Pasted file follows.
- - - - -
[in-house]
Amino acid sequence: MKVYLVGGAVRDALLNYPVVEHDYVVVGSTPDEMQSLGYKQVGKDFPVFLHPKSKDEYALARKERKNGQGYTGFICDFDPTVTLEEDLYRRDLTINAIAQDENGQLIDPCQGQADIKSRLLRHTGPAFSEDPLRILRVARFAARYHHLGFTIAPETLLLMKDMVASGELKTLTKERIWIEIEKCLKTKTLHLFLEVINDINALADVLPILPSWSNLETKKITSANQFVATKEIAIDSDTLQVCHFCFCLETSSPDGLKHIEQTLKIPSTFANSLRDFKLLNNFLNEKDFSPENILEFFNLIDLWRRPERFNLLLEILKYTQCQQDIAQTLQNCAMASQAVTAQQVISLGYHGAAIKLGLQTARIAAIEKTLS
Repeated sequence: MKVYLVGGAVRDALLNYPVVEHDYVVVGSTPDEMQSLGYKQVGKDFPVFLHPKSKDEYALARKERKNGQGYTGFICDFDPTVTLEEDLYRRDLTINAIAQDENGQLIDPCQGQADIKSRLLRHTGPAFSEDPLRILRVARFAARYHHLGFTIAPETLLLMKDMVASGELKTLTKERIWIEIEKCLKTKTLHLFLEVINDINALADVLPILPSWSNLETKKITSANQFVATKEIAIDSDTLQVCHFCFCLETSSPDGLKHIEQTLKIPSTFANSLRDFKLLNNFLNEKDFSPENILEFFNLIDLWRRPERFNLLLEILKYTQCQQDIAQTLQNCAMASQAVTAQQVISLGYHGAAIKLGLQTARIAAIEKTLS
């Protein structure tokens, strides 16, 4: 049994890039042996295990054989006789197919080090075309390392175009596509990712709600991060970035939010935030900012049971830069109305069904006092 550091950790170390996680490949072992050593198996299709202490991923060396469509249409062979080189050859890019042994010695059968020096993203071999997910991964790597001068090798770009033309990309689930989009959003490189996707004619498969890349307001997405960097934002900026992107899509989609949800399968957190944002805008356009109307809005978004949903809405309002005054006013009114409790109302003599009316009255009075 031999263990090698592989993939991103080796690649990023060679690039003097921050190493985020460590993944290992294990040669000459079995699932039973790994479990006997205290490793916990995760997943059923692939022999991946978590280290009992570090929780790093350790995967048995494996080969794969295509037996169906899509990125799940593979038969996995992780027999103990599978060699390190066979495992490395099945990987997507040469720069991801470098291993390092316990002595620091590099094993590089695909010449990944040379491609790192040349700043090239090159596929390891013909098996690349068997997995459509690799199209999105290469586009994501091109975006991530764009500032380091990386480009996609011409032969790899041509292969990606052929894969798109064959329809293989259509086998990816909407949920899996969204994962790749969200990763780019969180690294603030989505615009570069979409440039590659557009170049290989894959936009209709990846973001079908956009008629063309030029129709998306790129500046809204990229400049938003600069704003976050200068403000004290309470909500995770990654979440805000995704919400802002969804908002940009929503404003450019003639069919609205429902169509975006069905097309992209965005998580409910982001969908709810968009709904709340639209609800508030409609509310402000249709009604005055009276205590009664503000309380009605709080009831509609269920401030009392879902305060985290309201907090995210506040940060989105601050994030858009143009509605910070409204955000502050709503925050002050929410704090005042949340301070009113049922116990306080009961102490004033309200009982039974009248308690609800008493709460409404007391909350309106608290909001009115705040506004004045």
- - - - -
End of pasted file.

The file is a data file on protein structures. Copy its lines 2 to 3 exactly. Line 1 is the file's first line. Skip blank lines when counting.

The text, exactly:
Amino acid sequence: MKVYLVGGAVRDALLNYPVVEHDYVVVGSTPDEMQSLGYKQVGKDFPVFLHPKSKDEYALARKERKNGQGYTGFICDFDPTVTLEEDLYRRDLTINAIAQDENGQLIDPCQGQADIKSRLLRHTGPAFSEDPLRILRVARFAARYHHLGFTIAPETLLLMKDMVASGELKTLTKERIWIEIEKCLKTKTLHLFLEVINDINALADVLPILPSWSNLETKKITSANQFVATKEIAIDSDTLQVCHFCFCLETSSPDGLKHIEQTLKIPSTFANSLRDFKLLNNFLNEKDFSPENILEFFNLIDLWRRPERFNLLLEILKYTQCQQDIAQTLQNCAMASQAVTAQQVISLGYHGAAIKLGLQTARIAAIEKTLS
Repeated sequence: MKVYLVGGAVRDALLNYPVVEHDYVVVGSTPDEMQSLGYKQVGKDFPVFLHPKSKDEYALARKERKNGQGYTGFICDFDPTVTLEEDLYRRDLTINAIAQDENGQLIDPCQGQADIKSRLLRHTGPAFSEDPLRILRVARFAARYHHLGFTIAPETLLLMKDMVASGELKTLTKERIWIEIEKCLKTKTLHLFLEVINDINALADVLPILPSWSNLETKKITSANQFVATKEIAIDSDTLQVCHFCFCLETSSPDGLKHIEQTLKIPSTFANSLRDFKLLNNFLNEKDFSPENILEFFNLIDLWRRPERFNLLLEILKYTQCQQDIAQTLQNCAMASQAVTAQQVISLGYHGAAIKLGLQTARIAAIEKTLS